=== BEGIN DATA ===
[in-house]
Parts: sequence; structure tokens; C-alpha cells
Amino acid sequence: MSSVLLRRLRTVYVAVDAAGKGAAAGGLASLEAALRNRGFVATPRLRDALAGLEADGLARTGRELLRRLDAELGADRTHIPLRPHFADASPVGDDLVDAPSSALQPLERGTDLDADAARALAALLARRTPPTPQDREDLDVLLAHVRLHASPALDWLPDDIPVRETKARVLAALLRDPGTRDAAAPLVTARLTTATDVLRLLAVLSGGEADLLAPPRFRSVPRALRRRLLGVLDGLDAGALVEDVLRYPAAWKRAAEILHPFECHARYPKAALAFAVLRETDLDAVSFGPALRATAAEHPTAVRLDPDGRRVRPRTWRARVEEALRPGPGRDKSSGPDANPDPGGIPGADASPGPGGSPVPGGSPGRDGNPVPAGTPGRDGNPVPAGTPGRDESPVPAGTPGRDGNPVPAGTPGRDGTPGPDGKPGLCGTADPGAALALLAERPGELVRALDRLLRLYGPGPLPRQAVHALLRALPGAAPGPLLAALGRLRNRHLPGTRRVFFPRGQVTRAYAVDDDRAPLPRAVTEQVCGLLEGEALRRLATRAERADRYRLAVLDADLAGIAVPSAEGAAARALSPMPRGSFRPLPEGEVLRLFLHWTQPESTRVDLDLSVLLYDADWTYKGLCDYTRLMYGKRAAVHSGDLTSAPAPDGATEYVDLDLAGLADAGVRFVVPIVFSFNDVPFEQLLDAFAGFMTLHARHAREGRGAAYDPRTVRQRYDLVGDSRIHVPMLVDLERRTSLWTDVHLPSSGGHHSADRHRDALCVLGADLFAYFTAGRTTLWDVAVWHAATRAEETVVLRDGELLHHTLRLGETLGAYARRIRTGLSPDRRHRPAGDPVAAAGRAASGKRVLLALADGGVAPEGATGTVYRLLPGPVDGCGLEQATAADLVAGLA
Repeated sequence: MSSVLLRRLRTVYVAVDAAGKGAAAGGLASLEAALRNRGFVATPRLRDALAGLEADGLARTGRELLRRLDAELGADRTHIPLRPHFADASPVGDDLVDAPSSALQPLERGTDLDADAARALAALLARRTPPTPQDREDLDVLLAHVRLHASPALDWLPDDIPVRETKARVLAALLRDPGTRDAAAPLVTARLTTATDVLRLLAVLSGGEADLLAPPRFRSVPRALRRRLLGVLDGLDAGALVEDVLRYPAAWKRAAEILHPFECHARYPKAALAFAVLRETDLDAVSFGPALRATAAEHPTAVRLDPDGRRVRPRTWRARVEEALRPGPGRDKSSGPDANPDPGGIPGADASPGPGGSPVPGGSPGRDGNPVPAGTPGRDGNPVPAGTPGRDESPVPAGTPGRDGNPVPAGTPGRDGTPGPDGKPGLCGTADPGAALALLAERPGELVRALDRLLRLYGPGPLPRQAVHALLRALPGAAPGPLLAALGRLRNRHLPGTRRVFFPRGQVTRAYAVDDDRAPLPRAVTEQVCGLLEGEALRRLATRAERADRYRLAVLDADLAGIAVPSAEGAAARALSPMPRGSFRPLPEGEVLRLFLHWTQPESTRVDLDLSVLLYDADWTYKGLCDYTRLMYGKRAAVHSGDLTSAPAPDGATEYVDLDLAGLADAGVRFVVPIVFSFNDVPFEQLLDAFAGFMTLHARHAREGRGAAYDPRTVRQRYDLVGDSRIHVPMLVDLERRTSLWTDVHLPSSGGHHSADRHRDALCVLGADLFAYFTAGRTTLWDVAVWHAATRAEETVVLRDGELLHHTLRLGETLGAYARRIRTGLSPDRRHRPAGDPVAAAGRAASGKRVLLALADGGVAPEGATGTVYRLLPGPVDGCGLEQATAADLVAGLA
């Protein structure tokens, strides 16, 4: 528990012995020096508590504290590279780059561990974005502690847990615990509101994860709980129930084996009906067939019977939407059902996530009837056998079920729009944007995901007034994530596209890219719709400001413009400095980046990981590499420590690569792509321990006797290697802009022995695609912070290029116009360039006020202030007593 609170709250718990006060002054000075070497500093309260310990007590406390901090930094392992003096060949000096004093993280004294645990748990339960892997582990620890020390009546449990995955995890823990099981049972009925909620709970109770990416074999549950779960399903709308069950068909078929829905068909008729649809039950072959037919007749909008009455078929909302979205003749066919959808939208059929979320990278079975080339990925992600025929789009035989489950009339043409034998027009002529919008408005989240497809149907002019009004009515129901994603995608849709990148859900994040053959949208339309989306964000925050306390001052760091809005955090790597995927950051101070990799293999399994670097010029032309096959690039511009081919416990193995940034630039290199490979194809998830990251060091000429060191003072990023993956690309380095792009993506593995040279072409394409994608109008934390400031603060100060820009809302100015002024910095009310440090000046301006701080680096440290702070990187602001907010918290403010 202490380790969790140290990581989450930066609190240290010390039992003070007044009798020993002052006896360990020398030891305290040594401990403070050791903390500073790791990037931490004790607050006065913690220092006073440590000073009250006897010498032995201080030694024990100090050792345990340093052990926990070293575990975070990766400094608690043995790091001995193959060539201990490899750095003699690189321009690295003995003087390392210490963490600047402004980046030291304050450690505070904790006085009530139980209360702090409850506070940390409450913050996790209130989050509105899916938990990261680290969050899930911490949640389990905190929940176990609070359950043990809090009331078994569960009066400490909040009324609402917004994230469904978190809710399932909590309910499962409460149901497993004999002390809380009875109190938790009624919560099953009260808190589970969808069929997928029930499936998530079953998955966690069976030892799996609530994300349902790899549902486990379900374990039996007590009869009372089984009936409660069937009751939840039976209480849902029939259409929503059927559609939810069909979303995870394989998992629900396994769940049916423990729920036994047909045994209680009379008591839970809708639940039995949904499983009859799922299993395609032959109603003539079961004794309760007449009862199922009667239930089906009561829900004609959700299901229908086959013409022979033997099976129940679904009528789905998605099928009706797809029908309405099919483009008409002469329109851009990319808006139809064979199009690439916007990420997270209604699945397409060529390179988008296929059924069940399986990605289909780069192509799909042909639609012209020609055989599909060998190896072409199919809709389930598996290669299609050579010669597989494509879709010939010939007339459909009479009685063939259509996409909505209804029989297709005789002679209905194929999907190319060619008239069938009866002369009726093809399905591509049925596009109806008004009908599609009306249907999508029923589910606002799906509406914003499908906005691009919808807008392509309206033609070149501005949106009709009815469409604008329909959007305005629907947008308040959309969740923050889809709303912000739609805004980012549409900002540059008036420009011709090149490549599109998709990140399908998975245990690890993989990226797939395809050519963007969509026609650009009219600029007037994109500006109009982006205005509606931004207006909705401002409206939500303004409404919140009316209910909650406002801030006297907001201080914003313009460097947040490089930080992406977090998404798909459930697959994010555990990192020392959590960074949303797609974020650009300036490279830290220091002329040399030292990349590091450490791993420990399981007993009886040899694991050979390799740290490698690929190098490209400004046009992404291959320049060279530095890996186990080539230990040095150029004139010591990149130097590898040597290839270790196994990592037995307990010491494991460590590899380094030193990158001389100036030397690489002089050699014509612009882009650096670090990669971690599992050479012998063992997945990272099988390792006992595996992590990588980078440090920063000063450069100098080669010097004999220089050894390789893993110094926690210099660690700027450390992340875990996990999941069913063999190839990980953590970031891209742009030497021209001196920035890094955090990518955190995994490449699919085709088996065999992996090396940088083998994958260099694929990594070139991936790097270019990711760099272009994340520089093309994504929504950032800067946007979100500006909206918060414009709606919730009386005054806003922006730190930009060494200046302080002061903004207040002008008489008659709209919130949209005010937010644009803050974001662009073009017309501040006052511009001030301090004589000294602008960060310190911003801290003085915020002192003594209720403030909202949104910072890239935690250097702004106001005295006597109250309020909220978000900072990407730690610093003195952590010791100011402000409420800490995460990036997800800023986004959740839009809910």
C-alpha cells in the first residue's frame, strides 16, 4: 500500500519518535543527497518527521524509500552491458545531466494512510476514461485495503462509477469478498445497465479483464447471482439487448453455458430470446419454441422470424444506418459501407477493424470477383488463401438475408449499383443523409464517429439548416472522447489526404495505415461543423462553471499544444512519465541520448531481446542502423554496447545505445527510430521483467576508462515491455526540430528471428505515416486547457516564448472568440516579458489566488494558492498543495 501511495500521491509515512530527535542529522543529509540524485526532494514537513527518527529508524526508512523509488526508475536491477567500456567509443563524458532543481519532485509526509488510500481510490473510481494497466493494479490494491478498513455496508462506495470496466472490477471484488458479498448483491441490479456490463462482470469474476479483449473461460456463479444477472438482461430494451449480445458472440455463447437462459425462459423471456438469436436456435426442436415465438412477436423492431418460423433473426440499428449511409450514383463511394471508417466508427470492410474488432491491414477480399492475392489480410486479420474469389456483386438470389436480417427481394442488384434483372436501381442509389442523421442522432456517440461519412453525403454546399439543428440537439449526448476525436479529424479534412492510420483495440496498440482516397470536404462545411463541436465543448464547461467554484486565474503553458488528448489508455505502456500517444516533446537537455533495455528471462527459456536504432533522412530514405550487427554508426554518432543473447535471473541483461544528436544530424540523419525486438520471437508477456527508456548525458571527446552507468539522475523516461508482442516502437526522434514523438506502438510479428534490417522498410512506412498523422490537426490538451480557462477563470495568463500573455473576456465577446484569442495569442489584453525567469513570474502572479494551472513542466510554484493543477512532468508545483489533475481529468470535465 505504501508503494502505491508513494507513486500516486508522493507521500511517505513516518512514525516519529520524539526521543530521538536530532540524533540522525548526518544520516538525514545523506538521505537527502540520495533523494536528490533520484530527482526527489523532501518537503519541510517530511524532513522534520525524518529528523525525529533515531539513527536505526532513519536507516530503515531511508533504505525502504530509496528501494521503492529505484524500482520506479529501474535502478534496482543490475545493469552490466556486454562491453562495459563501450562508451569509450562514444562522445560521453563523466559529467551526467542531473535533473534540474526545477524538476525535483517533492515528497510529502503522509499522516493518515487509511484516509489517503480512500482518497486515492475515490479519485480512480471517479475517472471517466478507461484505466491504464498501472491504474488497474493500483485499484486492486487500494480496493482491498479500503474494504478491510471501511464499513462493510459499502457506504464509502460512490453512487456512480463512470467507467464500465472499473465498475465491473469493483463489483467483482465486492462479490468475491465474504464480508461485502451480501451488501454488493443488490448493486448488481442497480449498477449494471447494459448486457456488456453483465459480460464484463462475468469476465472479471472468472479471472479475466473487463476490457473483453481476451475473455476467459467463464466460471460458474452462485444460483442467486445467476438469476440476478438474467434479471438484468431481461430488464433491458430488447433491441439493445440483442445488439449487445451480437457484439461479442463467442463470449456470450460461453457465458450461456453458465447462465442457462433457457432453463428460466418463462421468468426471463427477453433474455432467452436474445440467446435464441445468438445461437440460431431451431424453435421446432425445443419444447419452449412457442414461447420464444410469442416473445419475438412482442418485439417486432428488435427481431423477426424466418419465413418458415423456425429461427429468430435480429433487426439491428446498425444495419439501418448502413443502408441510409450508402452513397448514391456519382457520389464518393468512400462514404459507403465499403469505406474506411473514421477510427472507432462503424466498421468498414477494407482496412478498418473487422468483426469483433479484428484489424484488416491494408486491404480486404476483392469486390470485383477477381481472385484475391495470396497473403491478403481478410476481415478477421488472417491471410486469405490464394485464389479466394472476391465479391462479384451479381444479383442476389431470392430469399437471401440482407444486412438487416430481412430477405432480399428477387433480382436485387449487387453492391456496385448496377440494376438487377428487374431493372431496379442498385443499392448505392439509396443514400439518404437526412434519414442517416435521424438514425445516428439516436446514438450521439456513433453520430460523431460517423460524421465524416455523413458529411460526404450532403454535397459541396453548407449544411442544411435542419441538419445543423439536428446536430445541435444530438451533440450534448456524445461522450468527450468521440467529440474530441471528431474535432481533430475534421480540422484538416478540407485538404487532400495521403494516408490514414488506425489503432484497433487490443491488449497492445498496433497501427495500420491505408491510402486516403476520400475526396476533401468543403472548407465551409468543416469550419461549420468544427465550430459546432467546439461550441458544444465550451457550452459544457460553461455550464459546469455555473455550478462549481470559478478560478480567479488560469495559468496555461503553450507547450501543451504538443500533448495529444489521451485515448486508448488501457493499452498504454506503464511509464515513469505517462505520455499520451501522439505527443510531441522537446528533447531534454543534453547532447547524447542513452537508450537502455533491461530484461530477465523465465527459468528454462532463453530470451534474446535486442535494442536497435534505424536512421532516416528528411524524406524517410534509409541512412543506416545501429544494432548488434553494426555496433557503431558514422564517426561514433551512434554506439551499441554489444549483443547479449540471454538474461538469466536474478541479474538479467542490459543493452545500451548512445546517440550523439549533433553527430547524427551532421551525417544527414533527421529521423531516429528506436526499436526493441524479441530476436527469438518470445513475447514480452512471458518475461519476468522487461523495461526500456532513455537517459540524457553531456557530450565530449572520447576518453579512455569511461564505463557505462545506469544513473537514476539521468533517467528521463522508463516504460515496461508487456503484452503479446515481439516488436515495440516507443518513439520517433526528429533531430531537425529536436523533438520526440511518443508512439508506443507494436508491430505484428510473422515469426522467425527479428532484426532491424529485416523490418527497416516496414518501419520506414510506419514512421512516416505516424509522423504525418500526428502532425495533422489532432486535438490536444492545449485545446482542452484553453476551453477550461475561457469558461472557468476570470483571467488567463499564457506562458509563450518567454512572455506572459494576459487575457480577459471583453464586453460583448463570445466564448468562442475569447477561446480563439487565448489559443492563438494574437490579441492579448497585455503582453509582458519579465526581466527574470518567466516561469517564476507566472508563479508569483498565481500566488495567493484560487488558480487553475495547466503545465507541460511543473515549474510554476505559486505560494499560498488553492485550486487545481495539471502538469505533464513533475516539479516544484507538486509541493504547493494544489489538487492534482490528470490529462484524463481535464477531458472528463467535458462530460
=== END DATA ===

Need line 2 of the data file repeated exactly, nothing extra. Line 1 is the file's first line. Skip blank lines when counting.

Parts: sequence; structure tokens; C-alpha cells